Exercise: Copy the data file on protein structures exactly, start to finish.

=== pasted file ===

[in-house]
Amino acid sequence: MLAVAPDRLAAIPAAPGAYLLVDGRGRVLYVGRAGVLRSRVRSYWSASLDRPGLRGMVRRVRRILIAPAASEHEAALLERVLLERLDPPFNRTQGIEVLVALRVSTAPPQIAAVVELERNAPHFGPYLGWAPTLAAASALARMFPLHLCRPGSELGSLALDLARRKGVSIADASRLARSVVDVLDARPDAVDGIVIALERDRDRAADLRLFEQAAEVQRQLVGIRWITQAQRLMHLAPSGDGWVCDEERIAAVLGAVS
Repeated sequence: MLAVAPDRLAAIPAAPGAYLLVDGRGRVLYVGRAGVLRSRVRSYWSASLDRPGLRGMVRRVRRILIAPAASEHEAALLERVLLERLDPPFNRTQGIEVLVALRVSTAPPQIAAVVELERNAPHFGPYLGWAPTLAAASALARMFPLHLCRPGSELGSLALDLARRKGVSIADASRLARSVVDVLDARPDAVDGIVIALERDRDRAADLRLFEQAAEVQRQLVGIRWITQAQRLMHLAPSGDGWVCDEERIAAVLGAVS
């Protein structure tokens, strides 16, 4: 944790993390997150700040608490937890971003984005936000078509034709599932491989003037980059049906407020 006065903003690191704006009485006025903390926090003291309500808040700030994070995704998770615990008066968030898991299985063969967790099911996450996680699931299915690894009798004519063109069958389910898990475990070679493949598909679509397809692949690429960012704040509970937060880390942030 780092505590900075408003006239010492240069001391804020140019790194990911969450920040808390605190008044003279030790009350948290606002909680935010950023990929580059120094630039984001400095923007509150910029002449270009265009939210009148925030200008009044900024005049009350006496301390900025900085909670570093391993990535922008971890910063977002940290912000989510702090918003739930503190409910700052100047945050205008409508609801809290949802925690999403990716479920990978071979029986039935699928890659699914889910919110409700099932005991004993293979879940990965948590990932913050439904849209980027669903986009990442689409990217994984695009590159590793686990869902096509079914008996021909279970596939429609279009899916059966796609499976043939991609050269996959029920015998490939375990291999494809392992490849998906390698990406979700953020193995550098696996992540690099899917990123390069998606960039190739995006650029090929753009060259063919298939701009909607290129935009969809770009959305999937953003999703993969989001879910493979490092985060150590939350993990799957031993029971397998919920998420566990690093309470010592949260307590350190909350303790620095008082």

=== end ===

[in-house]
Amino acid sequence: MLAVAPDRLAAIPAAPGAYLLVDGRGRVLYVGRAGVLRSRVRSYWSASLDRPGLRGMVRRVRRILIAPAASEHEAALLERVLLERLDPPFNRTQGIEVLVALRVSTAPPQIAAVVELERNAPHFGPYLGWAPTLAAASALARMFPLHLCRPGSELGSLALDLARRKGVSIADASRLARSVVDVLDARPDAVDGIVIALERDRDRAADLRLFEQAAEVQRQLVGIRWITQAQRLMHLAPSGDGWVCDEERIAAVLGAVS
Repeated sequence: MLAVAPDRLAAIPAAPGAYLLVDGRGRVLYVGRAGVLRSRVRSYWSASLDRPGLRGMVRRVRRILIAPAASEHEAALLERVLLERLDPPFNRTQGIEVLVALRVSTAPPQIAAVVELERNAPHFGPYLGWAPTLAAASALARMFPLHLCRPGSELGSLALDLARRKGVSIADASRLARSVVDVLDARPDAVDGIVIALERDRDRAADLRLFEQAAEVQRQLVGIRWITQAQRLMHLAPSGDGWVCDEERIAAVLGAVS
């Protein structure tokens, strides 16, 4: 944790993390997150700040608490937890971003984005936000078509034709599932491989003037980059049906407020 006065903003690191704006009485006025903390926090003291309500808040700030994070995704998770615990008066968030898991299985063969967790099911996450996680699931299915690894009798004519063109069958389910898990475990070679493949598909679509397809692949690429960012704040509970937060880390942030 780092505590900075408003006239010492240069001391804020140019790194990911969450920040808390605190008044003279030790009350948290606002909680935010950023990929580059120094630039984001400095923007509150910029002449270009265009939210009148925030200008009044900024005049009350006496301390900025900085909670570093391993990535922008971890910063977002940290912000989510702090918003739930503190409910700052100047945050205008409508609801809290949802925690999403990716479920990978071979029986039935699928890659699914889910919110409700099932005991004993293979879940990965948590990932913050439904849209980027669903986009990442689409990217994984695009590159590793686990869902096509079914008996021909279970596939429609279009899916059966796609499976043939991609050269996959029920015998490939375990291999494809392992490849998906390698990406979700953020193995550098696996992540690099899917990123390069998606960039190739995006650029090929753009060259063919298939701009909607290129935009969809770009959305999937953003999703993969989001879910493979490092985060150590939350993990799957031993029971397998919920998420566990690093309470010592949260307590350190909350303790620095008082």